Indoor, Available Light, Auto, Setting = XP (higest SD quality) - Outdoor light is completely overcast.
Outdoor - Auto, Zoom in on airplane, XP, Completely overcast sky
Low Light, Indoor, Coffee Shop, XP Mode, Auto
Finally, does the footage measure up? YES. There is no comparison to watching footage on the laptop as compared to a monitor, TV or Plasma. When I watched it on my laptop I was like hmmmm, oh yeah, that's pretty good. But when I ran my footage from the camera through a Yamaha RX-V2700 Receiver with 1080i/1080p upsacling to a 42" Panasonic Plasma via HDMI I was blown away! You will be extremely PLEASED if you run your footage through a home theatre HDMI setup. The same goes for a DVD disc.
I also tried S-Video out directly to TV with included AV cables (no HDMI/ no receiver) and I would still rate the footage as GREAT. Fortunately, you can do this running on straight battery power and a remote control is included! I also ran it through my 23" Samsung LCD HDTV computer monitor and... you guessed it, great. In all cases the picture turns out to be very crisp, clean and vibrant.
So although I love the new HiDef footage, etc. I took my chances in sticking with SD for home video purposes and am more than pleased. No regrets. The unit shoots in 16:9 or 4:3 and has no problem saturating my entire 42" screen. Even my mother who is expecting plenty of baby footage from my brother was more than impressed and could tell that it was a quality pic.
So, if you are looking for a memory maker and anticipate bringing it along on trips or to the ball game or whatever you'll be happy to own this unit.
The menu is simple and clean, and you can easily switch from recording to HDD/ SD/ SDHC card at the push of a button. There is plenty of manual settings you can tinker with but auto mode does the trick nicely.
It is simple, handy and fun which is exactly what I wanted. This unit delivered that. 9 out of 10 for not being able to transfer HDD footage to computer without power adapter (but to its credit, the adapter is conveniently small). Since it also holds 7 hours of highest quality footage this shouldn't be too much of a bother unless you're a frequent downloader. I peronally will buy an 8GB SDHC card (110 minutes) off of eBay and leave it in the unit so that I'll have options baby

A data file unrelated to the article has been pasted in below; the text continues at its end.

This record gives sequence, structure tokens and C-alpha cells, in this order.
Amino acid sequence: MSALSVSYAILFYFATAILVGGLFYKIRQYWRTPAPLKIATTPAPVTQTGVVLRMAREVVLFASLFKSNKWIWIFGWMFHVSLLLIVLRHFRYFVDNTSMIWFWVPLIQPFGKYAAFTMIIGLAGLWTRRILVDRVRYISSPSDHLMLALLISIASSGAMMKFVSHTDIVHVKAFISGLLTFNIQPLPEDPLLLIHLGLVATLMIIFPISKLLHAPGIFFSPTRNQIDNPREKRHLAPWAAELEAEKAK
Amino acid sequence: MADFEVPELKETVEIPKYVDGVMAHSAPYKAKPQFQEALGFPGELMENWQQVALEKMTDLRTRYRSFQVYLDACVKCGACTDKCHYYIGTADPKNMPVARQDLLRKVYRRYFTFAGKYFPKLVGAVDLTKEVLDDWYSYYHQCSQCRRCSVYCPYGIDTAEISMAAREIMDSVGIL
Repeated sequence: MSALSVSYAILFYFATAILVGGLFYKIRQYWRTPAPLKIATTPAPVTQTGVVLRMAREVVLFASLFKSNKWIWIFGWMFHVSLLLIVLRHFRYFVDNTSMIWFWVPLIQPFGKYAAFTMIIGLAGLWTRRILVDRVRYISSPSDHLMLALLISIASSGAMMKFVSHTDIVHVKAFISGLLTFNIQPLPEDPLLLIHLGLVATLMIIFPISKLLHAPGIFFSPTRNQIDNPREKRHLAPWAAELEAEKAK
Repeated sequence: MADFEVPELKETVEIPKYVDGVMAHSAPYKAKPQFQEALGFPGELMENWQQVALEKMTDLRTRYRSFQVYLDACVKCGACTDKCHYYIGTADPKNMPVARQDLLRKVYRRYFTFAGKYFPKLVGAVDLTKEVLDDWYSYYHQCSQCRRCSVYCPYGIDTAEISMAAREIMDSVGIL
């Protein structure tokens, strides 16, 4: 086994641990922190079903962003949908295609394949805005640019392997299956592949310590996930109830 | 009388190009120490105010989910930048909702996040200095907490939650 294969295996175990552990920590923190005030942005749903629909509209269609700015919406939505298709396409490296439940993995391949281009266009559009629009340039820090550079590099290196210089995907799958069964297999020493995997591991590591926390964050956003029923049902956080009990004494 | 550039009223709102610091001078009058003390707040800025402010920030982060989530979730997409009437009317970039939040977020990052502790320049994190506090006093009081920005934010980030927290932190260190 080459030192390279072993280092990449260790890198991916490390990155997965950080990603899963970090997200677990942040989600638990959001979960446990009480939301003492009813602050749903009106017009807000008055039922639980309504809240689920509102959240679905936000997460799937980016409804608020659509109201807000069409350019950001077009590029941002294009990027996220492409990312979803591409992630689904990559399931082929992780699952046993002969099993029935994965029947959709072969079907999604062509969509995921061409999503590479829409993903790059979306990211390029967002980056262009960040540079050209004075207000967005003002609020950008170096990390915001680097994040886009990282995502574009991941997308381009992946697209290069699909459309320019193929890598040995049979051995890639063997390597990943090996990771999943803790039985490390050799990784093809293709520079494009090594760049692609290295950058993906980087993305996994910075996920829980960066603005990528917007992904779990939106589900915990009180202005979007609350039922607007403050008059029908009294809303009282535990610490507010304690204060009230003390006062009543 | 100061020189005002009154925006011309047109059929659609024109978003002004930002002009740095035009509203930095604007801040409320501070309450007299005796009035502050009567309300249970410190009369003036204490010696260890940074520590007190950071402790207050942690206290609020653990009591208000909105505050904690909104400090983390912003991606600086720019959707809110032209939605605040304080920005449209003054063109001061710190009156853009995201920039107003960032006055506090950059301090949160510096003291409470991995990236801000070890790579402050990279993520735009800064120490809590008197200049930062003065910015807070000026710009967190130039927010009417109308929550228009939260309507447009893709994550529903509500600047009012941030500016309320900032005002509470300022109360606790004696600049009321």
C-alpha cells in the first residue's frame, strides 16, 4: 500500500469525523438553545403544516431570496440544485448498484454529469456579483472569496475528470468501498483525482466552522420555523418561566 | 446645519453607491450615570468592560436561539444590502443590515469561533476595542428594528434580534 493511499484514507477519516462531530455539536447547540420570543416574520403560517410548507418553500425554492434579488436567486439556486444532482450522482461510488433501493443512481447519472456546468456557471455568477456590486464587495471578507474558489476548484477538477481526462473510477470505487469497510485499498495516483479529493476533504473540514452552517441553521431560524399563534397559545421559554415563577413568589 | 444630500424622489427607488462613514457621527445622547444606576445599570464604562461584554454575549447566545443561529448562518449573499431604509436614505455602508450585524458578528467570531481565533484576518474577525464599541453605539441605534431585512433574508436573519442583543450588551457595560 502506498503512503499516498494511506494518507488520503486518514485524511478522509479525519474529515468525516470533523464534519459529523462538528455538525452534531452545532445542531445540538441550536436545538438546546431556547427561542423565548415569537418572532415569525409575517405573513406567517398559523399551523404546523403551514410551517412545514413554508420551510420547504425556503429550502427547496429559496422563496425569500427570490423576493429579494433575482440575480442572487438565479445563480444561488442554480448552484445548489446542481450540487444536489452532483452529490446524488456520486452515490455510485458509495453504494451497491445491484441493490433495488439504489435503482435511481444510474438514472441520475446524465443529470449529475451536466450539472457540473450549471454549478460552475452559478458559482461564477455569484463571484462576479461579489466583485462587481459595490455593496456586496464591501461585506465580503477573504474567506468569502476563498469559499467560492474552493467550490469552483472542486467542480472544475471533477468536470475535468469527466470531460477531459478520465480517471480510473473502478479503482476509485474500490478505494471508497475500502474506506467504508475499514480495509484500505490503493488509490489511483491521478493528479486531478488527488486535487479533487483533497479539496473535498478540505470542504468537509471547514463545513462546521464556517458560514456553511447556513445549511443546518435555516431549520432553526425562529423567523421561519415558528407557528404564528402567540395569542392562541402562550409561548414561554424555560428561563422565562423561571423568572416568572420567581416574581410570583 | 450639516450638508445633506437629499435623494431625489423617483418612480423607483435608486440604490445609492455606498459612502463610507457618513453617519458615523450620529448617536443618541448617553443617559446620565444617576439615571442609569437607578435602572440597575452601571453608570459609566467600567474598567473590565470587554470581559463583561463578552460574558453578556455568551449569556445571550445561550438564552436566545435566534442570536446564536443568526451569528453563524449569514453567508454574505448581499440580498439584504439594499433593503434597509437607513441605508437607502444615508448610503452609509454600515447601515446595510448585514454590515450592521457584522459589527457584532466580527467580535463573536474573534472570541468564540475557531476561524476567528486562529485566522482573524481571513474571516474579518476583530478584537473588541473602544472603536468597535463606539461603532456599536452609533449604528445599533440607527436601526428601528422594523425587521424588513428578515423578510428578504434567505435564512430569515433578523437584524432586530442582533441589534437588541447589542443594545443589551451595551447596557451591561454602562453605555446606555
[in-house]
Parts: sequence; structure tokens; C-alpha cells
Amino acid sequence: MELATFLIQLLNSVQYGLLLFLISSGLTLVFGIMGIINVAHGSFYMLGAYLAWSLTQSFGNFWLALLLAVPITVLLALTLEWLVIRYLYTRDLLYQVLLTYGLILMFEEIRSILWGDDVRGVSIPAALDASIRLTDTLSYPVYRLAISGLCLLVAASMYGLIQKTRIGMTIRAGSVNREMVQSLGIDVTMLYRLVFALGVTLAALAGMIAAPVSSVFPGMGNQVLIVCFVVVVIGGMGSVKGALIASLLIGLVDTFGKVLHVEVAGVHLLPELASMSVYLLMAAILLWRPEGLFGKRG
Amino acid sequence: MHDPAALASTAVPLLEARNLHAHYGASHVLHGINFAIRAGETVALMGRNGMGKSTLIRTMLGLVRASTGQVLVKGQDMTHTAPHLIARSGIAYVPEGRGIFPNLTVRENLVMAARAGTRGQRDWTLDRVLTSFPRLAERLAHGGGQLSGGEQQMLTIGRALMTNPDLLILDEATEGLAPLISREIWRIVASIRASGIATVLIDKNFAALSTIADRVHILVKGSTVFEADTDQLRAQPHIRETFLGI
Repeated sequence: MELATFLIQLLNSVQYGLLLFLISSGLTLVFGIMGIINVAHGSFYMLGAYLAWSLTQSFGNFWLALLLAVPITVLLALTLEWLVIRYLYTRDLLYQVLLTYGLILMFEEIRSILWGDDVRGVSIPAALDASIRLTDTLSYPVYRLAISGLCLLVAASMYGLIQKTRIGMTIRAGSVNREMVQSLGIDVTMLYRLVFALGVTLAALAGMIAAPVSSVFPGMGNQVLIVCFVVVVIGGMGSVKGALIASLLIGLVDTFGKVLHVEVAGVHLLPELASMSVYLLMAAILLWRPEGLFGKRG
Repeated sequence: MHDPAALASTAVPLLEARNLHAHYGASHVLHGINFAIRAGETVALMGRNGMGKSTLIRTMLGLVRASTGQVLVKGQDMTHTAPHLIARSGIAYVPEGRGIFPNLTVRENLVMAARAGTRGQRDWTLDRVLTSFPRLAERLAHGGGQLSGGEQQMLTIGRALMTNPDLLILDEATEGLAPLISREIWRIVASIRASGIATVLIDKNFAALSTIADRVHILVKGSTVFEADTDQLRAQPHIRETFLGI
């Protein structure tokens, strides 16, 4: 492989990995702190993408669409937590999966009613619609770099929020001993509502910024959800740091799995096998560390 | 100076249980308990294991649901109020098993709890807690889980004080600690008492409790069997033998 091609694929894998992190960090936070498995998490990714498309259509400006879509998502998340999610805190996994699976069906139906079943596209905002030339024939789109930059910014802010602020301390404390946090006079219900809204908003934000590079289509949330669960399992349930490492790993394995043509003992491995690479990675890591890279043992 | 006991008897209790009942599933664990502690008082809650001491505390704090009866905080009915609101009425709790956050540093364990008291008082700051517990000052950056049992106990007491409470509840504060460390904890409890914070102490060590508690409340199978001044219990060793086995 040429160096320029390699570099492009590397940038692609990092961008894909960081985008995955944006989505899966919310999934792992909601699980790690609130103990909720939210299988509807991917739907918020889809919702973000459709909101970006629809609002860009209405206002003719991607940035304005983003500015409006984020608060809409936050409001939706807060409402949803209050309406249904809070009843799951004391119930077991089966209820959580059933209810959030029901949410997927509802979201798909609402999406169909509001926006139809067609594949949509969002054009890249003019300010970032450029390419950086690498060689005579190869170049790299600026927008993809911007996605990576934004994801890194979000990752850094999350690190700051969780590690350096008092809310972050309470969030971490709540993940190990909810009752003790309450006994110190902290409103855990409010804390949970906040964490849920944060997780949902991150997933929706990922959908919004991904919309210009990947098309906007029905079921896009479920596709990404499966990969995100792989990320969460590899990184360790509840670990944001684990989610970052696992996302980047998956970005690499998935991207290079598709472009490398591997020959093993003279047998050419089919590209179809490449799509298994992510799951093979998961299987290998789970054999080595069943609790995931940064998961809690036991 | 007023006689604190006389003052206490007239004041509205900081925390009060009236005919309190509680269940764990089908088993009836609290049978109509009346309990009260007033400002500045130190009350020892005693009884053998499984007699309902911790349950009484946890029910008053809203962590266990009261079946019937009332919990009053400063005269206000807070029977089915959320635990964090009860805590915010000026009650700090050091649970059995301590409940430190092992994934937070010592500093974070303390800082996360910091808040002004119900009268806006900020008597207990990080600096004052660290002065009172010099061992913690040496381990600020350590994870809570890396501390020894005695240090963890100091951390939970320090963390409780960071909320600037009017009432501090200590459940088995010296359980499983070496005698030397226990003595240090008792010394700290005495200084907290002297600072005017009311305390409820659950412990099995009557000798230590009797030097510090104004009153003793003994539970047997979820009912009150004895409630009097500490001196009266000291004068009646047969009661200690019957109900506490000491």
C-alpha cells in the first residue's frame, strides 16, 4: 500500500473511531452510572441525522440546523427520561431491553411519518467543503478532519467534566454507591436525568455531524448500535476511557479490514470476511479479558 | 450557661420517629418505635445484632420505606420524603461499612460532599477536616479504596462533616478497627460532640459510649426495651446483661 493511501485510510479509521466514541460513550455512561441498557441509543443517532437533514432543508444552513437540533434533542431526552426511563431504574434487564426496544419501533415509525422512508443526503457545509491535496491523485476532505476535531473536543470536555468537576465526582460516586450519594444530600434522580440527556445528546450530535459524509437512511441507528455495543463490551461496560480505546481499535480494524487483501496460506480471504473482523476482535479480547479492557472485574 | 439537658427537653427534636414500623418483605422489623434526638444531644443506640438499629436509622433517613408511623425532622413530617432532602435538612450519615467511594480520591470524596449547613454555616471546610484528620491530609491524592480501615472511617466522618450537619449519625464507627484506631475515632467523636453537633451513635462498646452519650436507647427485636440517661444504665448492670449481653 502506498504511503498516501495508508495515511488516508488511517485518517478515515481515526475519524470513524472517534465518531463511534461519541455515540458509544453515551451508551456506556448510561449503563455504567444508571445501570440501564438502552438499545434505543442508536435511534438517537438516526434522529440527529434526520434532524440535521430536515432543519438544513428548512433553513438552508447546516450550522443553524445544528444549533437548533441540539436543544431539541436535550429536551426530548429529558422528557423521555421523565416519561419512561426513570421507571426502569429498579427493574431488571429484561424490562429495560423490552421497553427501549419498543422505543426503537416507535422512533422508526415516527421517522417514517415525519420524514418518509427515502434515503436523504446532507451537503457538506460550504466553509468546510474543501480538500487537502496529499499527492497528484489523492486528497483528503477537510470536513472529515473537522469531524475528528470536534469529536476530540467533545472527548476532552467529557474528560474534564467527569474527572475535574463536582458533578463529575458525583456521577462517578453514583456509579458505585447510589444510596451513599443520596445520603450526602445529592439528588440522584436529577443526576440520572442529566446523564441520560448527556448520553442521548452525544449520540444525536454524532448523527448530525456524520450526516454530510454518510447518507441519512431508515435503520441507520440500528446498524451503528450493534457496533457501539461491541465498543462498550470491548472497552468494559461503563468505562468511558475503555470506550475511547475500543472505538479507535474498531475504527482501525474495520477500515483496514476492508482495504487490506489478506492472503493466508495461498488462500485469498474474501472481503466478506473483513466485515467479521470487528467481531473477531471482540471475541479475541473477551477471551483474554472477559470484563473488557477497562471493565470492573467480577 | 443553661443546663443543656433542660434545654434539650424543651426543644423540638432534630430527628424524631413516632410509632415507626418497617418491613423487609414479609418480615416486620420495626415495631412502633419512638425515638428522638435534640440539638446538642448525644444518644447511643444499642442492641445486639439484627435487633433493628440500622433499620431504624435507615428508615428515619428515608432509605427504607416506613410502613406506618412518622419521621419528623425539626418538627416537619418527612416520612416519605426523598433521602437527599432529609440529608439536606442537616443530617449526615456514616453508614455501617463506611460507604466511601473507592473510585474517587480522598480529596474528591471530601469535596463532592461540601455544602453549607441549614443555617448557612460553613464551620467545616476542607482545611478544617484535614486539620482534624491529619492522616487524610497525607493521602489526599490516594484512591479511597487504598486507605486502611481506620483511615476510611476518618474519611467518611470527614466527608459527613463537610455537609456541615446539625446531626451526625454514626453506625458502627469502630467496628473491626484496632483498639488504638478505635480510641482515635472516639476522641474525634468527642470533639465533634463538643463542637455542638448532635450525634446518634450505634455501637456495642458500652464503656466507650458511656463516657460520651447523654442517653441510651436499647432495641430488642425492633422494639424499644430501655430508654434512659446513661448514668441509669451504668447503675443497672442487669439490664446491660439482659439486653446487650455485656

The unit comes with ImageMixer editing software and is very easy to use and import your video with directly from the camera - it's a good added value piece of software.
I hope my taking the plunge this time helps prospectives. Enjoy!
One more thing... READ the manual you lazies, there are things you should and need to know.
P.S. It takes decent one push 2MP still photographs too in a pinch (not outstanding but not too bad - it's nice knowing that it's there if necessary)! You can find a still I posted here...
"Excellent Over All."on by RASYJ
Pros 3 CCD, optical image stablization, dual storage
Cons pictures taken indoors at night are a little bit grainy.
Summary Very easy to use and very light. The optical image stabilization is much much better than the electronic stabilization. The 3 CCDs produces excellent videos. Videos and still pictures can be stored into the hard disk drive or SD card. The still pictures are fine provided there is ample lighting. This would be perfect camcorder if it had an electonic flash for night still pictures.
This camcorder is highly recommended. I chose it over comparative Sony, Hitachi and JVC models.
"Great camera."on by rmsmith1977
Pros No tapes or discs. Battery lasts a looooong time. 3ccd, optical stabilization instead of ccd stabilization
Cons Wish it had an automatic lens cover.
Summary Great camera, actually bought it the day my wife went into labor. Battery lasted the entire hospital stay(3 days), about 10 hr usage. good recording in low light. built in light is great.
Pros size,hard drive, sd card, zoom, colors(3cced),battery life,general ease of use
Cons no viewfinder,price high unless you shop wisely
Summary This a great camcorder after owning 5 others which were all good(Canon Optura XI,my last)but htis Panasonic takes ALL the fuse out of usage on all occasions travel and family! Sweet color and ease of use make it very practical. Being able to shoot onto the built in hard drive or onto SD card up to 4GB make this cmcorder a snap!!
Pros image stabalizer, movie maker software, easy menu, lots of recording options. Standard or widescreen options. Date/Time stamp.
Cons battery life minimal, no flash for still pics.
Summary I've had it for 5 months now. No problems. Bought it to record our newborn son growing up. I made several DVD copies so far, and my family loved it. It's easy to hook up to my lap top and make DVD movies. Picture quality is great, and it has lots of options. It's easy to operate overall. It was highly recommended in Consumer reports magazine.